You might find yourself stuck at this stage because you don’t know which is the best route to follow. My advice is to try out any path. This is because you will quickly understand which paths fits you the best ONLY IF you step on that path. You can also change your path along the way.
#3: Get Your Passport
A passport allows to travel across countries. For investing, the passport is your brokerage account. It allows to buy and sell. This is the most straight forward step for self directed investors.
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#4: Leave The House
I remember leaving my house for my student exchange in Sweden. There was a mixture of excitement, fear, uncertainty and I missed home suddenly. Of course, that trip turned out to be one of the best trips I ever did in my life.
Our house is our “comfort zone” and in the same way, investing into the stock market is usually outside our comfort zone especially if you have never invested before.
The journey of a thousand miles begins with the first step. It is only when you put in real money into investing can your journey truly begin.
#5: Keep Track of Your Progress
Nothing is more scary than being lost. One of my first solo trips was to Taiwan. My plane landed in Taipei and I was trying to get to Kaohsiung. In my very silly attempt to save money, I decided on taking the bus to Kaohsiung instead of taking the train.
It took me 8 hours from Taipei to Taichung by bus and I knew something is wrong. My phone battery was going to be flat and I was meeting a friend in 3 hours time. I transferred to the next train to Kaohsiung (in the end, I spent even more money) and landed at Zuoying Station. I happily told my friend that I will be waiting for them at MacDonald. My friend asked me which one? Who knew that there was Zuoying Station and Xin Zuoying Station. My phone battery took one last breath before shutting down.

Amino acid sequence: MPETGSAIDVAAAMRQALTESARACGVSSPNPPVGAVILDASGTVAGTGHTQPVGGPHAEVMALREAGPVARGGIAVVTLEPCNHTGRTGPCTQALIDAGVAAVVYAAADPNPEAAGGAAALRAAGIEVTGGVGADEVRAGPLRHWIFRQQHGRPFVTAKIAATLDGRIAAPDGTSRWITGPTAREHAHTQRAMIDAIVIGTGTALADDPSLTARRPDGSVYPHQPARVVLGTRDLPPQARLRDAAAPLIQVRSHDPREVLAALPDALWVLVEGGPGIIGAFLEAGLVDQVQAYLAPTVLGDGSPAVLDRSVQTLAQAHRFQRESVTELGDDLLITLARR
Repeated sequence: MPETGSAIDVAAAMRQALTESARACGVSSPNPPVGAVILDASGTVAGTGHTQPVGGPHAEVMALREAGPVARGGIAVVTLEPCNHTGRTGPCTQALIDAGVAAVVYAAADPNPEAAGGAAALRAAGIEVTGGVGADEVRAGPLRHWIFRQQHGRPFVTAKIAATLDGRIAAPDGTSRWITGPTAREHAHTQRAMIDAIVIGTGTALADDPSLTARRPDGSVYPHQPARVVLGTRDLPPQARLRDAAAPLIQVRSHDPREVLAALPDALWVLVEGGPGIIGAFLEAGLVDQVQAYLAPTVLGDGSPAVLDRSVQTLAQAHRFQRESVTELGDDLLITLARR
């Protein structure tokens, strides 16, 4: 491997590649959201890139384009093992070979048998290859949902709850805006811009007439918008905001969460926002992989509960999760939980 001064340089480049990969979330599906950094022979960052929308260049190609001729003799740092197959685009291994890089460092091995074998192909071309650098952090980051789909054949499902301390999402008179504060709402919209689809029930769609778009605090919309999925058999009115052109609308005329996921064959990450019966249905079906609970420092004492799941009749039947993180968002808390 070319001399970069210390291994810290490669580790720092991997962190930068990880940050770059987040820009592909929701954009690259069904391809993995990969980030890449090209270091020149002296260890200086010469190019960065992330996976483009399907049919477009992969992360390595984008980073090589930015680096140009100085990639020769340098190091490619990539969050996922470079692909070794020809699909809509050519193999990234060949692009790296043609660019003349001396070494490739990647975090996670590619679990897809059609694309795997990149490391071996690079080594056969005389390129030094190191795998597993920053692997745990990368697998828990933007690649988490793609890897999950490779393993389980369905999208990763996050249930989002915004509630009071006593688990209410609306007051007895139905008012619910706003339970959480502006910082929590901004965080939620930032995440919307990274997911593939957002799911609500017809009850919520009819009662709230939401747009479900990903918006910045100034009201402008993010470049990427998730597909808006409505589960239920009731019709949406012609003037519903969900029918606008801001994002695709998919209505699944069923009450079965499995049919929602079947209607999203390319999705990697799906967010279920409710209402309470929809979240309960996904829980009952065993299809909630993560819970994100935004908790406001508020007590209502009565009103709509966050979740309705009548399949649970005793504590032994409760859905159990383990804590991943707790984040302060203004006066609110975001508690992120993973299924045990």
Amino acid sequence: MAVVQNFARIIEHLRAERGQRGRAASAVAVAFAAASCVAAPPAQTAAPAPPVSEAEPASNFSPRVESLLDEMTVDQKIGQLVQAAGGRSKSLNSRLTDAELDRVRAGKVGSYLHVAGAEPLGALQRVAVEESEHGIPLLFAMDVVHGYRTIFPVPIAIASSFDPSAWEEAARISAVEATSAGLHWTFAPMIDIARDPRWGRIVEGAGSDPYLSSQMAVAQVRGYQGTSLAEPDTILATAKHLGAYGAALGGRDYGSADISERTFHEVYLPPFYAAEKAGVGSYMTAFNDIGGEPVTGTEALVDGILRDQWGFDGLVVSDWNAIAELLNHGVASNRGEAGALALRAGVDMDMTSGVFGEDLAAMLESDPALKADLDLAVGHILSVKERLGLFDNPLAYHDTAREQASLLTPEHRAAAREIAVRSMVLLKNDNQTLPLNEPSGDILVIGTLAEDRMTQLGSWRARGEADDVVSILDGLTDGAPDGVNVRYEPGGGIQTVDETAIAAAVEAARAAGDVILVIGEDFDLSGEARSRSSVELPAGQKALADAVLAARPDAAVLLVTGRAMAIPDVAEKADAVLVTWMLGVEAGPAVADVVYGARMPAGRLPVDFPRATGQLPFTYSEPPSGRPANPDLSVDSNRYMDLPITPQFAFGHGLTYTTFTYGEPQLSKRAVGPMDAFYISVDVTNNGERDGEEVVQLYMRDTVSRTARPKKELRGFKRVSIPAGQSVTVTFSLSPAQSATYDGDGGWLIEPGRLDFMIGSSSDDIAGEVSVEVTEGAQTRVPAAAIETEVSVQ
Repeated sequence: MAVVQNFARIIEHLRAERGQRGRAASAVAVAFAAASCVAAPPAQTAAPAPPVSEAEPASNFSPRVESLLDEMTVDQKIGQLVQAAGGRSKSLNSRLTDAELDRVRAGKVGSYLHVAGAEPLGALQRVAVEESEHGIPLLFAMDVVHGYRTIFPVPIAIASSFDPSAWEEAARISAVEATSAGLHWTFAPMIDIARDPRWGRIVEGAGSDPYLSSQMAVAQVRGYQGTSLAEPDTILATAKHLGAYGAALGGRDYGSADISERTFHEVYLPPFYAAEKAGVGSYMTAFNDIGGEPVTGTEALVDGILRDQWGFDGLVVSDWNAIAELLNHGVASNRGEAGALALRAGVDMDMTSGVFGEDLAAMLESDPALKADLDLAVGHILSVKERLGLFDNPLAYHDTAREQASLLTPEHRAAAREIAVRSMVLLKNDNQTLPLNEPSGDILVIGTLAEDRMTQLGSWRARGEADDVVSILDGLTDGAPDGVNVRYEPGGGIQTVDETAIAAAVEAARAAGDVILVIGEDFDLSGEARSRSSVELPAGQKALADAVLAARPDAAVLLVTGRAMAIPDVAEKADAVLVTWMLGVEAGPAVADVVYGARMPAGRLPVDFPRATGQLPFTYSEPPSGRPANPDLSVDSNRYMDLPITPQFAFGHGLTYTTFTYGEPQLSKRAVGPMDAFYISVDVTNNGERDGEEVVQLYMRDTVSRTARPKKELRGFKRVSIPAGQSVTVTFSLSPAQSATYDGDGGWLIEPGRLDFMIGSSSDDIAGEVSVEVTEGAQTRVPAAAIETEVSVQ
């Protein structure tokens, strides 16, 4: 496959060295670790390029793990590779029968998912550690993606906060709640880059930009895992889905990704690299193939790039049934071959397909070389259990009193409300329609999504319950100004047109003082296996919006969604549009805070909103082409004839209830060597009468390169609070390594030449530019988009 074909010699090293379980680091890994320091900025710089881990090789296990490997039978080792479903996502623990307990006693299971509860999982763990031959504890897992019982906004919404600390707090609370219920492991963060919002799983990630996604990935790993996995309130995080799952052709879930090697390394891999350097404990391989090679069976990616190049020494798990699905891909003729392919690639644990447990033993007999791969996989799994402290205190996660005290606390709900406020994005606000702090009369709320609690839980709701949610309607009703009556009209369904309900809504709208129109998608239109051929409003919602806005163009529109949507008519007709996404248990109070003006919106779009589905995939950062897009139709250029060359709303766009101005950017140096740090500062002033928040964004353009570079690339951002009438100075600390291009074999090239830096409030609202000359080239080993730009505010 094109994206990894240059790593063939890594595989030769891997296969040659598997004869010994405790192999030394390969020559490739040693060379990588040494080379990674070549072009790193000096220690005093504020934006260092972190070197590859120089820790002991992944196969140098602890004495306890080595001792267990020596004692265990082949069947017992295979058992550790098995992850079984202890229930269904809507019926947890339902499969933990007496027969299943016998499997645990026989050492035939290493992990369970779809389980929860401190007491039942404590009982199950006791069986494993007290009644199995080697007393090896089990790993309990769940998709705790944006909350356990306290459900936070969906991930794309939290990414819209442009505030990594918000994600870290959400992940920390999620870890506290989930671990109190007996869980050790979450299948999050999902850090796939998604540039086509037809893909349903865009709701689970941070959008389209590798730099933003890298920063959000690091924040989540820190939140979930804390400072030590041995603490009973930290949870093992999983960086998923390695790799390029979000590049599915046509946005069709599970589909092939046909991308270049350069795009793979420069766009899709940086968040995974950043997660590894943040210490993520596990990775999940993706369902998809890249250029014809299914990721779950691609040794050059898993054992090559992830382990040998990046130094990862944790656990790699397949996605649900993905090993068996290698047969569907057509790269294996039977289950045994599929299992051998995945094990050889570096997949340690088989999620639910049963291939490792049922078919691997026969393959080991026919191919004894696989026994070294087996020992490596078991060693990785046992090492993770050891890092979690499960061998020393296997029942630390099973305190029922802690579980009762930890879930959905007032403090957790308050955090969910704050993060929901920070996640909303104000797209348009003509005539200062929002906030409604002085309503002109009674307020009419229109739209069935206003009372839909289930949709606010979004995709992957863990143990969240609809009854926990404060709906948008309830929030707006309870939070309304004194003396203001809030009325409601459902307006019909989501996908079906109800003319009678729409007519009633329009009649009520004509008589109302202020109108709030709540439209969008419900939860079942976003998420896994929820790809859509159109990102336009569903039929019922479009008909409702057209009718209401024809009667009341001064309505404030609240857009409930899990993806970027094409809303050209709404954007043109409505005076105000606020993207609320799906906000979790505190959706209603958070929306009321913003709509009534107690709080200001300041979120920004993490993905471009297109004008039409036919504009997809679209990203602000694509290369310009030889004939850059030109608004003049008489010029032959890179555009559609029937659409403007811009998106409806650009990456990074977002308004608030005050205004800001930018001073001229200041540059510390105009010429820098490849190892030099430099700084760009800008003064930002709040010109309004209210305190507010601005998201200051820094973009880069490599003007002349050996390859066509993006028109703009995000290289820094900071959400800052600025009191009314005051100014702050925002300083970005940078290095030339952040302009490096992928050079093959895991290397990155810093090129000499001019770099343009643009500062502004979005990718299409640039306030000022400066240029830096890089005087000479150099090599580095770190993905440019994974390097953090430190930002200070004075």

Luckily~ my friends found me on their first try.
It is the same for investing. Sometimes we do get caught up in the moment and make irrational decisions. It is crucial to acknowledge when you are lost and change directions immediately. It would be easier especially if you have a group of mentors whom are familiar with the workings of the market.
Even if you are on the right direction, take note of your milestones and celebrate them when it comes.
Being a self directed investor gives you a lot of control but you have to learn how to control it. It will take both time and effort. Starting is very scary but once you start, I can assure that it will be a well lived life.
Are there any other tools you feel you need to get started? Let me know in the comment below.
Chengkok is a licensed Financial Services Consultant since 2012. He is an Investment and Critical Illness Specialist. Wealthdojo was created in 2019 to educate and debunk “free financial advice” that was given without context.
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The views and opinions expressed in this publication are those of the author and do not reflect the official policy or position of any other agency, organisation, employer or company. Assumptions made in the analysis are not reflective of the position of any entity other than the author.